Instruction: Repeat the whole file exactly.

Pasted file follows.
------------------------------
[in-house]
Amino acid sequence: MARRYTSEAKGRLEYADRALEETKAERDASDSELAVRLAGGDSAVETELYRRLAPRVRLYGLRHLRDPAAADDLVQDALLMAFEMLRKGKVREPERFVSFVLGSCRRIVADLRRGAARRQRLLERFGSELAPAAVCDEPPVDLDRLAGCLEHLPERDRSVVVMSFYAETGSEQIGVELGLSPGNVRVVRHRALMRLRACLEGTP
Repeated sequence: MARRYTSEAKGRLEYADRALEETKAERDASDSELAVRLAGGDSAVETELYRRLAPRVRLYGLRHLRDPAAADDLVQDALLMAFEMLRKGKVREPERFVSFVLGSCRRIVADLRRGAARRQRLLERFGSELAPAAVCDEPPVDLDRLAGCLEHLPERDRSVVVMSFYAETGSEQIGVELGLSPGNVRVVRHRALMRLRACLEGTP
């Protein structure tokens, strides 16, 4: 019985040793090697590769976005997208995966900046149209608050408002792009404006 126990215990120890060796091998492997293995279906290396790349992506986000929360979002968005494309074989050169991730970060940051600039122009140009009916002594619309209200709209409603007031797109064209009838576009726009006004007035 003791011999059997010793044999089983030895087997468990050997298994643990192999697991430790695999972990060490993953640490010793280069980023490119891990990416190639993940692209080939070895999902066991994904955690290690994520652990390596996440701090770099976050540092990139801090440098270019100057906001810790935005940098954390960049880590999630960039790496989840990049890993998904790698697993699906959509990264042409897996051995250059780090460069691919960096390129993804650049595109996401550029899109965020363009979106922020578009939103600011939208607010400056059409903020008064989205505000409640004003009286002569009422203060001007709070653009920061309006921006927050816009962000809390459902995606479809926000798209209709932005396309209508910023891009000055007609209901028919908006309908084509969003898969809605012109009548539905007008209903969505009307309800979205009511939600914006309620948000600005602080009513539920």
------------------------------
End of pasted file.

[in-house]
Amino acid sequence: MARRYTSEAKGRLEYADRALEETKAERDASDSELAVRLAGGDSAVETELYRRLAPRVRLYGLRHLRDPAAADDLVQDALLMAFEMLRKGKVREPERFVSFVLGSCRRIVADLRRGAARRQRLLERFGSELAPAAVCDEPPVDLDRLAGCLEHLPERDRSVVVMSFYAETGSEQIGVELGLSPGNVRVVRHRALMRLRACLEGTP
Repeated sequence: MARRYTSEAKGRLEYADRALEETKAERDASDSELAVRLAGGDSAVETELYRRLAPRVRLYGLRHLRDPAAADDLVQDALLMAFEMLRKGKVREPERFVSFVLGSCRRIVADLRRGAARRQRLLERFGSELAPAAVCDEPPVDLDRLAGCLEHLPERDRSVVVMSFYAETGSEQIGVELGLSPGNVRVVRHRALMRLRACLEGTP
């Protein structure tokens, strides 16, 4: 019985040793090697590769976005997208995966900046149209608050408002792009404006 126990215990120890060796091998492997293995279906290396790349992506986000929360979002968005494309074989050169991730970060940051600039122009140009009916002594619309209200709209409603007031797109064209009838576009726009006004007035 003791011999059997010793044999089983030895087997468990050997298994643990192999697991430790695999972990060490993953640490010793280069980023490119891990990416190639993940692209080939070895999902066991994904955690290690994520652990390596996440701090770099976050540092990139801090440098270019100057906001810790935005940098954390960049880590999630960039790496989840990049890993998904790698697993699906959509990264042409897996051995250059780090460069691919960096390129993804650049595109996401550029899109965020363009979106922020578009939103600011939208607010400056059409903020008064989205505000409640004003009286002569009422203060001007709070653009920061309006921006927050816009962000809390459902995606479809926000798209209709932005396309209508910023891009000055007609209901028919908006309908084509969003898969809605012109009548539905007008209903969505009307309800979205009511939600914006309620948000600005602080009513539920």